"Even though I didn't make an album in between - I seemed to have missed a couple album cycles - but I was growing as an artist, because I was sharing my passion for music with other artists who were in their building place, as well, as artists. So I think they've influenced me, and I was able to express myself and work with incredible, incredible artists like Kendrick Lamar to Kelly Clarkson."
As songwriters, "Raine and I have recorded the best voices in the world, and worked with the greatest talents. It's been a really exciting time."
Maida and Kreviazuk also formed the musical duo Moon Vs. Sun. They posted a video for the song "I Love It When You Make Me Beg" and have performed together in Toronto.
"It's great," Kreviazuk said of the musical partnership.
"We're there," Maida said. "We're almost about to dive deep into it. We're just going to get through the next couple months."
"We've had a teaser," Kreviazuk said. "We've wrote some songs together and did a couple small pockets. It's amazing.
"We're together more, which means we fight a bit more. But we have more fun together, too. And, you know, one of the things that is really inspiring to me is that a lot of the experiences that I've had as an artist have been, certainly, a little bit charmed, (but) I've been alone. ... It's been sad. I've been alone for all these things. And I often feel as though they didn't happen because, without your witness with you, it's like they didn't. You can go home and share it, but, you know, it's not the same.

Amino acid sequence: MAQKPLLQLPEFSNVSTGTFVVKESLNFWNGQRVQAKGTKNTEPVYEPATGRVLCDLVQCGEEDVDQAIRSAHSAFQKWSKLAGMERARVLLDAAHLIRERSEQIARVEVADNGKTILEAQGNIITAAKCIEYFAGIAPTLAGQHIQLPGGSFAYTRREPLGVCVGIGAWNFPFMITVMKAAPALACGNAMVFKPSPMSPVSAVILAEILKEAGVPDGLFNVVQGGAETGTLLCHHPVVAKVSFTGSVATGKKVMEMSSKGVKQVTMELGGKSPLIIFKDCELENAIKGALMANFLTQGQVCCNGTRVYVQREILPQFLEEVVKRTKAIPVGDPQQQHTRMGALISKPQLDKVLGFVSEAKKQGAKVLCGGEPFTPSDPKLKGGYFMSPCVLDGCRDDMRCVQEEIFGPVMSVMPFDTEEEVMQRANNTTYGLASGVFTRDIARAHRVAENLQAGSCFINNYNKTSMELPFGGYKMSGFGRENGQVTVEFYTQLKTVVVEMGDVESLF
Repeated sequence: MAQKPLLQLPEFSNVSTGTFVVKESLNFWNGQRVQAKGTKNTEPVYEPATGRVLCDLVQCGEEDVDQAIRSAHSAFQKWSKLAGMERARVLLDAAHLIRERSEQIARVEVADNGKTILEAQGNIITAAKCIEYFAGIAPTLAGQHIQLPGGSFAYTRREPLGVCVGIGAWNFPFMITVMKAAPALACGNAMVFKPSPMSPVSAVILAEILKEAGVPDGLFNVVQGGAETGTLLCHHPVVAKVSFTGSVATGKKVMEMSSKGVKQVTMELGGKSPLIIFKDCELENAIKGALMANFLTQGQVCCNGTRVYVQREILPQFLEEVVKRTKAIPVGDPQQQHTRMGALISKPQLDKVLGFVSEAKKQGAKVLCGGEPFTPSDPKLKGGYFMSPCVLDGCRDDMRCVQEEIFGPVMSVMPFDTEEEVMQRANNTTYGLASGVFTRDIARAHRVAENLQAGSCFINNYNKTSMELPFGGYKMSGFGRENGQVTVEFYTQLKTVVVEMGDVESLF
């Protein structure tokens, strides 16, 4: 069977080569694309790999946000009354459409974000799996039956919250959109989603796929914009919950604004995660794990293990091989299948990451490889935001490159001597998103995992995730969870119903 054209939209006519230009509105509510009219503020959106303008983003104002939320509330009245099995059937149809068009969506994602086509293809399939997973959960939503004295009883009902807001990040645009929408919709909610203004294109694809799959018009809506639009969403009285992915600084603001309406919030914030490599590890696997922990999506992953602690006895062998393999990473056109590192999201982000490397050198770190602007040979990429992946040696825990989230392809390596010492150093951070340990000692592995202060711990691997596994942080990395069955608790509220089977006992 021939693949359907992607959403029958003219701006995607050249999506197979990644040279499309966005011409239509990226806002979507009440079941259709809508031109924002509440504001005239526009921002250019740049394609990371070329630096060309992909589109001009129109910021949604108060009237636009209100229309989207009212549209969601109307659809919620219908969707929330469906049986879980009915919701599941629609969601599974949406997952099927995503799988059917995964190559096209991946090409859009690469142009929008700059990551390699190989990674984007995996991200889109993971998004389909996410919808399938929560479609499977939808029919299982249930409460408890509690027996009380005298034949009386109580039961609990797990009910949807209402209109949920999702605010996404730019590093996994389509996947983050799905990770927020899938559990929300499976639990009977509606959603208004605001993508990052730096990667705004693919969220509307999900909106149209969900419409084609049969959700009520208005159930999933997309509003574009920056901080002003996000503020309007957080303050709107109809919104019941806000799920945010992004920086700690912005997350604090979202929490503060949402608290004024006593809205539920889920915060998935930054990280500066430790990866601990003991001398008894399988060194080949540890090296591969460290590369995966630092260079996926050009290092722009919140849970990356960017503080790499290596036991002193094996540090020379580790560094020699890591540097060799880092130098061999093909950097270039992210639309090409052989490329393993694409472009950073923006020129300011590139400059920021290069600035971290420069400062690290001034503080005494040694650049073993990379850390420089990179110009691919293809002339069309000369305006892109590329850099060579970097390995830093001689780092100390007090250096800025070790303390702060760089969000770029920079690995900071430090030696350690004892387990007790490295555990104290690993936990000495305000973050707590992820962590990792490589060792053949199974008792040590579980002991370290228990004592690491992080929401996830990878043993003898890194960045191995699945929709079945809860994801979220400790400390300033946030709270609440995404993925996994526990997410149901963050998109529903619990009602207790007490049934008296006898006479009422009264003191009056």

"So now I feel like we're about to embark on having a lot of experiences together. And we have. We have already. It's started. So, it'll be nice to have my partner with me."
Maida acknowledged Our Lady Peace has a special connection with Western New York. OLP performed to a jam-packed Rapids Theatre in Niagara Falls in the summer of 2014. The gig was the band's only American concert date.
"The last show that we did here ... that goes down as one of the top 5 OLP shows ever," Maida said.
"Yeah, he freaked out about that. I remember after you played it," Kreviazuk told Maida.
"There was an energy that night - and we've done - Lewiston, alone, you know, playing the outdoor stuff, was always amazing. But, that club show, I think it was imprinted in everyone's mind," he said. "It was just an unbelievable show. For whatever reason - the way the band was playing; the energy of the crowd; that theater's pretty amazing - it was pretty wild."
"It was incredible," Maida added. "We have yet to experience something like that since. That says a lot."
Chantal Kreviazuk's second single, "All I Got," is available now on iTunes. Visit http://www.chantalkreviazuk.com/ for more information.
Watch and listen to Chantal Kreviazuk's super high-quality new single, "Into Me":